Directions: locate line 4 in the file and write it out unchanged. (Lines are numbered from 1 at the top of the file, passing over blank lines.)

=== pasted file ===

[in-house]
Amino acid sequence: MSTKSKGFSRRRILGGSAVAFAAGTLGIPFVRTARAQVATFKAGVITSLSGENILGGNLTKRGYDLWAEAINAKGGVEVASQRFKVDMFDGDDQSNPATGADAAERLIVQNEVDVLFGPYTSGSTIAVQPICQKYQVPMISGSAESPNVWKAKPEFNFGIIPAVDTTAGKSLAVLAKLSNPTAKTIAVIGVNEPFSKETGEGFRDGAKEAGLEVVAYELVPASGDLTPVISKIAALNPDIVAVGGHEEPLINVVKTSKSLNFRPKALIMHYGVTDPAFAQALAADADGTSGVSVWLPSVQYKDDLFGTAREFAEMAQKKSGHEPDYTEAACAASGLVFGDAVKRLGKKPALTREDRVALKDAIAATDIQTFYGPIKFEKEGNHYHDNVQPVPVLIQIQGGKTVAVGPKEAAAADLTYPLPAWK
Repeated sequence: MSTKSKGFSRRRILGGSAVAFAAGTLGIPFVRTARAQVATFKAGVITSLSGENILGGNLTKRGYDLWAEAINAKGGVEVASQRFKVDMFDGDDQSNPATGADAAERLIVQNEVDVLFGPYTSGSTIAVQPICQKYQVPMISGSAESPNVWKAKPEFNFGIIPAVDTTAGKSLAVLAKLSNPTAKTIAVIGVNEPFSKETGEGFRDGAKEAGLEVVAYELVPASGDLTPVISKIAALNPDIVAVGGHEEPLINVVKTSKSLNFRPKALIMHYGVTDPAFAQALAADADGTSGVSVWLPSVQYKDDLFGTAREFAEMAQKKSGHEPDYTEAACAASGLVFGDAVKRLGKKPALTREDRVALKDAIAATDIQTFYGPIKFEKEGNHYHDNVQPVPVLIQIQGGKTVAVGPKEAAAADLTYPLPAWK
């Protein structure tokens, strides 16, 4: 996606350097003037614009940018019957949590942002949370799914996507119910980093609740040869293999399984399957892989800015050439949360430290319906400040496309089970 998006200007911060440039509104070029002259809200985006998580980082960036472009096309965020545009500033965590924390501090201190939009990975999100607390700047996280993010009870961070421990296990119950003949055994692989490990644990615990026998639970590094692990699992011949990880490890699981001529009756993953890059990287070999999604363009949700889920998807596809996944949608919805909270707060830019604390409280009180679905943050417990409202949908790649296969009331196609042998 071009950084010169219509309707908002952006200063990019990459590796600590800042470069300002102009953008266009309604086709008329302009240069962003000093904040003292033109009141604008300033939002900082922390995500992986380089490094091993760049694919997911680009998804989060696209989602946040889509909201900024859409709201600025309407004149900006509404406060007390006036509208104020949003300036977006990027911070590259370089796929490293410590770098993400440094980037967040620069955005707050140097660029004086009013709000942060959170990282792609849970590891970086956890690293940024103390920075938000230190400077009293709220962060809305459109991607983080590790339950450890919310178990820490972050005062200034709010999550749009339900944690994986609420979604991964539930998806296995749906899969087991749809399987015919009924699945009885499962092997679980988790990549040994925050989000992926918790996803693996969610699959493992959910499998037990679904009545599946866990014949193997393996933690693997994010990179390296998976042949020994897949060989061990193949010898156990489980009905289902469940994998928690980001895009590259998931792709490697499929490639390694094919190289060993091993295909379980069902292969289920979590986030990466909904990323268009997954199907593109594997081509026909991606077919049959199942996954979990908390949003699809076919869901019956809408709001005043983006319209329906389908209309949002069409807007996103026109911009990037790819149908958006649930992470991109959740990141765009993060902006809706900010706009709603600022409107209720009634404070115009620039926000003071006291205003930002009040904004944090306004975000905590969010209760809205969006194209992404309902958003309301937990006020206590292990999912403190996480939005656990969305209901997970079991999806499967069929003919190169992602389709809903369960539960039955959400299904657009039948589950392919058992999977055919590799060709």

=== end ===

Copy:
């Protein structure tokens, strides 16, 4: 996606350097003037614009940018019957949590942002949370799914996507119910980093609740040869293999399984399957892989800015050439949360430290319906400040496309089970 998006200007911060440039509104070029002259809200985006998580980082960036472009096309965020545009500033965590924390501090201190939009990975999100607390700047996280993010009870961070421990296990119950003949055994692989490990644990615990026998639970590094692990699992011949990880490890699981001529009756993953890059990287070999999604363009949700889920998807596809996944949608919805909270707060830019604390409280009180679905943050417990409202949908790649296969009331196609042998 071009950084010169219509309707908002952006200063990019990459590796600590800042470069300002102009953008266009309604086709008329302009240069962003000093904040003292033109009141604008300033939002900082922390995500992986380089490094091993760049694919997911680009998804989060696209989602946040889509909201900024859409709201600025309407004149900006509404406060007390006036509208104020949003300036977006990027911070590259370089796929490293410590770098993400440094980037967040620069955005707050140097660029004086009013709000942060959170990282792609849970590891970086956890690293940024103390920075938000230190400077009293709220962060809305459109991607983080590790339950450890919310178990820490972050005062200034709010999550749009339900944690994986609420979604991964539930998806296995749906899969087991749809399987015919009924699945009885499962092997679980988790990549040994925050989000992926918790996803693996969610699959493992959910499998037990679904009545599946866990014949193997393996933690693997994010990179390296998976042949020994897949060989061990193949010898156990489980009905289902469940994998928690980001895009590259998931792709490697499929490639390694094919190289060993091993295909379980069902292969289920979590986030990466909904990323268009997954199907593109594997081509026909991606077919049959199942996954979990908390949003699809076919869901019956809408709001005043983006319209329906389908209309949002069409807007996103026109911009990037790819149908958006649930992470991109959740990141765009993060902006809706900010706009709603600022409107209720009634404070115009620039926000003071006291205003930002009040904004944090306004975000905590969010209760809205969006194209992404309902958003309301937990006020206590292990999912403190996480939005656990969305209901997970079991999806499967069929003919190169992602389709809903369960539960039955959400299904657009039948589950392919058992999977055919590799060709």